A destitute ronin allies himself with an established clan, but its ruthless leader tries to turn him into a mindless killer.

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Cast

Credited cast:
...
...
Hanpeita Takechi
...
Shinbei Tanaka
...
Mitsuko Baishô ...
Onimo
Takumi Shinjo ...
Minakawa
Noboru Nakaya ...
Kintoki Anegakoji
Rest of cast listed alphabetically:
Jin'ichirô Andô
Takeshi Date ...
Rônin patrol leader
Tatsuo Fujimori
Ren Fukuyama
Kin'ichi Hagimoto
Ken Hatano
Jirô Higashioo
Sôtarô Ibuki
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Storyline

Izo Okada, a ronin (masterless samurai), desperately seeks a way out of his financial straits. He allies himself with the Tosa clan under the ruthless leader, Takechi, and imagines that he has come up in the world. But Takechi makes Izo a killer and a puppet, filled with self-loathing and a need to stop Takechi. Written by Jim Beaver <jumblejim@prodigy.net>

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Action | Drama | History

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Release Date:

February 1970 (USA)  »

Also Known As:

Tenchu!  »

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(Eastmancolor)

Aspect Ratio:

2.35 : 1
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Trivia

Yukio Mishima's character commits seppuku and one year later, Mishima himself will commit the same way of ritual suicide. See more »

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Version of Izo (2004) See more »

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User Reviews

Hideo Gosha scores another triumph in 1969
8 June 2008 | by (Greece) – See all my reviews

It's a testament to Gosha's incredible film-making prowess that he was able to complete both Hitokiri and his stunning masterpiece, Goyokin, in the same year, 1969. And it's a testament to how criminally underrated he remains for the general public (compared to media darlings like the great Akira Kurosawa), that both Hitokiri and Goyokin have received less than 500 votes between the two of them.

Shintaro Katsu is Okada Izo: mad dog killer, loyal to the Tosha clan and their boss Takechi, played by another genre stalwart, Tatsuya Nakadai. The Tosha clan was part of a larger alliance that supported the Emperor against the flailing Shogunate. The historical backdrop is fairly accurate - with Japan's increasing political turmoil between imperialists and the Tokugawa and the pressure by the West to end a 300 year social and political seclusion. It helps a lot to know a thing or two about Japanese history and what eventually led to the Meiji Restoration and the abolition of the Tokugawa Shogunate, but it's not essential by any means. The movie was made primarily for a Japanese audience so certain things are taken for granted but it flows very well for the uninitiated as well.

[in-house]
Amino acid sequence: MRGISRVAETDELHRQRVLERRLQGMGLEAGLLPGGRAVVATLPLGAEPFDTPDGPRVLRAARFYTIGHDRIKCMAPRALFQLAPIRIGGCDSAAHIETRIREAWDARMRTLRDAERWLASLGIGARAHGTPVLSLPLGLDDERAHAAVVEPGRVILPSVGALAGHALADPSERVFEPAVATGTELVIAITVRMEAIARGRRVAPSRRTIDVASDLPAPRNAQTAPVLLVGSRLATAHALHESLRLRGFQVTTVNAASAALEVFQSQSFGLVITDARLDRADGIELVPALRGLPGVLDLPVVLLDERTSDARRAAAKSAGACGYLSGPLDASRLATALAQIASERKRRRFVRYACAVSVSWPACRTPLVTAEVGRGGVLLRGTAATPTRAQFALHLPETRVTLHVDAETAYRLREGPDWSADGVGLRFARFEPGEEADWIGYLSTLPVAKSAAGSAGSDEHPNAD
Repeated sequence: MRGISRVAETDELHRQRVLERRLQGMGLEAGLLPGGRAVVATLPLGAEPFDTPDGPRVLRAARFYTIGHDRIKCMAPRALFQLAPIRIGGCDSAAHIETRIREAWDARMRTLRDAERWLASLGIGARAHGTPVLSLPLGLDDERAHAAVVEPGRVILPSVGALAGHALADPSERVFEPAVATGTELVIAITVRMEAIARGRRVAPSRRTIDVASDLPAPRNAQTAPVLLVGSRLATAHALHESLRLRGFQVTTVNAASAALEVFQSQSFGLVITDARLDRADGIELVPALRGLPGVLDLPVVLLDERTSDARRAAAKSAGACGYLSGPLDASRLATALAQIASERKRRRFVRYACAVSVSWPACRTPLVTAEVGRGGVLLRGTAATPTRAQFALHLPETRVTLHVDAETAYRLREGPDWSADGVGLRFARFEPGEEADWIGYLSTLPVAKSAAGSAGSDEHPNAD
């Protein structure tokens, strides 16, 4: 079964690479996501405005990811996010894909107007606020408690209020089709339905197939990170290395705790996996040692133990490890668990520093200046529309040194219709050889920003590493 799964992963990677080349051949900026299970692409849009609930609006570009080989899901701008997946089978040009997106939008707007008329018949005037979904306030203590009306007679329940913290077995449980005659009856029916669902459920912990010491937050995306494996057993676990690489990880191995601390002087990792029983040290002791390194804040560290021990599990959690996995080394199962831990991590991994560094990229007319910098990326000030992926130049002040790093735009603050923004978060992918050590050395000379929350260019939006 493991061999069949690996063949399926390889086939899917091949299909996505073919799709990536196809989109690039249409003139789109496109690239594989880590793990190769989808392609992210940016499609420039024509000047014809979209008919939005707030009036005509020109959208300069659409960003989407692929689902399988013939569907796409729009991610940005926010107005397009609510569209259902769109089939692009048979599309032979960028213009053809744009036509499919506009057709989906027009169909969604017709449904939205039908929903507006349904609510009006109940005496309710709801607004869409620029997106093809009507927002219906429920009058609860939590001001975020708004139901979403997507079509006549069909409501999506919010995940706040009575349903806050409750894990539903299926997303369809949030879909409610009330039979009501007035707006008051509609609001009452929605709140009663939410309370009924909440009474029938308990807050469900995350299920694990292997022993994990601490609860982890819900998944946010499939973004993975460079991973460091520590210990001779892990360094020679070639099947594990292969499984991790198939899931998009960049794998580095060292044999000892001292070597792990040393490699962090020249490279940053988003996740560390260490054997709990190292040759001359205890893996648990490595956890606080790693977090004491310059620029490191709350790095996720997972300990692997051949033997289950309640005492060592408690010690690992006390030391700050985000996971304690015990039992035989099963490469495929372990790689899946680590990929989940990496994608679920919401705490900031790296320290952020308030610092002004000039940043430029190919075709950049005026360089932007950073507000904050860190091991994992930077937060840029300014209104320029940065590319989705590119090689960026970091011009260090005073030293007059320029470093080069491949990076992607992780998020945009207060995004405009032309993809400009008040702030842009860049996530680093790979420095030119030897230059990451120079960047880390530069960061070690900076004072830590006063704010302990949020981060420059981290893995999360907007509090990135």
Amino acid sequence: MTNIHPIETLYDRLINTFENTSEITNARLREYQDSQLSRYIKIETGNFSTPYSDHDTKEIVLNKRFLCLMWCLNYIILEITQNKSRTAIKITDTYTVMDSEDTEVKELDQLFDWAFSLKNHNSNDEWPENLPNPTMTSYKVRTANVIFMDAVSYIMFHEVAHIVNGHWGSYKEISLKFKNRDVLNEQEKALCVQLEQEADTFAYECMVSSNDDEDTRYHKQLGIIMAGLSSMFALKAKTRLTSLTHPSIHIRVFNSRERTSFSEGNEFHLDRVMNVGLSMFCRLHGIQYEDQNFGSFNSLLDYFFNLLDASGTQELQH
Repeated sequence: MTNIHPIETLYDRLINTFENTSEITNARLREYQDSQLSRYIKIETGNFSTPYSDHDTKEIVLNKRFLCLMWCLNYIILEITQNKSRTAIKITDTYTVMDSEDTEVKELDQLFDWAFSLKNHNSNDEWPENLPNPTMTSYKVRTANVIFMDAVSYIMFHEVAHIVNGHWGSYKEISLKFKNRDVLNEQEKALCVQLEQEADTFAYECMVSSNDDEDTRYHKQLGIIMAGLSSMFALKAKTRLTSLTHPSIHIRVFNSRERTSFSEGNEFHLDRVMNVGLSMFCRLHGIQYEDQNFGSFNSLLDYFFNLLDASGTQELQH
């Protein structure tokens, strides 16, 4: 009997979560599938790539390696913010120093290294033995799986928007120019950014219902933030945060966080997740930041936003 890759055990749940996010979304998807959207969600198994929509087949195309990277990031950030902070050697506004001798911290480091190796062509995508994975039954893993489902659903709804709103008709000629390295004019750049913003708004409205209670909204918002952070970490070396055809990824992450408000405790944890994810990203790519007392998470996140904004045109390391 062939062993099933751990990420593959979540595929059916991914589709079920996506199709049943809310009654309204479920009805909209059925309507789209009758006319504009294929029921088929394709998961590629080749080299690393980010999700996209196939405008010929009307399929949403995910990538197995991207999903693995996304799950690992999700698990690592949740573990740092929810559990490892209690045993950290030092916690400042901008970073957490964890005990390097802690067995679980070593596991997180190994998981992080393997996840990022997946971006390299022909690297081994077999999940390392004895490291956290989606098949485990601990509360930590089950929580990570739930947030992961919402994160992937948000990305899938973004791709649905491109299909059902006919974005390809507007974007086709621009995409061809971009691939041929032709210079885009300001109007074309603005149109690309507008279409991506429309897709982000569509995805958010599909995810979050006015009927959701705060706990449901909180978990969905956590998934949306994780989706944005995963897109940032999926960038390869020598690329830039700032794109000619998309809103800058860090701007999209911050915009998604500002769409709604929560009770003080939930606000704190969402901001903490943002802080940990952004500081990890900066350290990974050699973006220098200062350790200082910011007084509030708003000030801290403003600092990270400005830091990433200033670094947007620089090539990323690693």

As one would expect from a Hideo Gosha film in his golden years (the late 60's) the visual palette is breathtaking, the use of external and internal symbolism hiding behind pictorial beauty. Style however is never decorative for Gosha - it is always employed in the service of story.

And speaking of story, Hitokiri is dominated both literally and figuratively by the tortured main character Izo Okada. As most chambara protagonists, Izo finds himself in a moral double-bind, torn between giri (obligation) and ninjo (natural impulse) - although it takes a while for him to realize what exactly his giri is. In the first half of the movie Izo is trying for social self-advancement. Lofty aspirations of social rank and marriage with an aristocrat's daughter - a great progression for someone coming from a farmer's background in the rigid social caste system of 19th century Japan.

The turning point for Izo is when he realizes at what cost self-advancement comes, the loss of identity and by consequence the loss of self. It is at that point that he undergoes a very symbolic transformation from a famous swordsman of the Tosha Clan to a "nameless" drifter without past or future, Torazo the Vagrant. Although not technically nameless and not a genre drifter in Yojimbo's mold, it is the loss of his former self and the cast off of ego, ambition and self-dillusion that allows Izo to see things as they really are and redeem himself.

Hitokiri ends (which I won't reveal here) in the best way any story can end: both positive and negative with a deeply ironic twist that gives Izo the last laugh, a last sardonic remark in the face of death.


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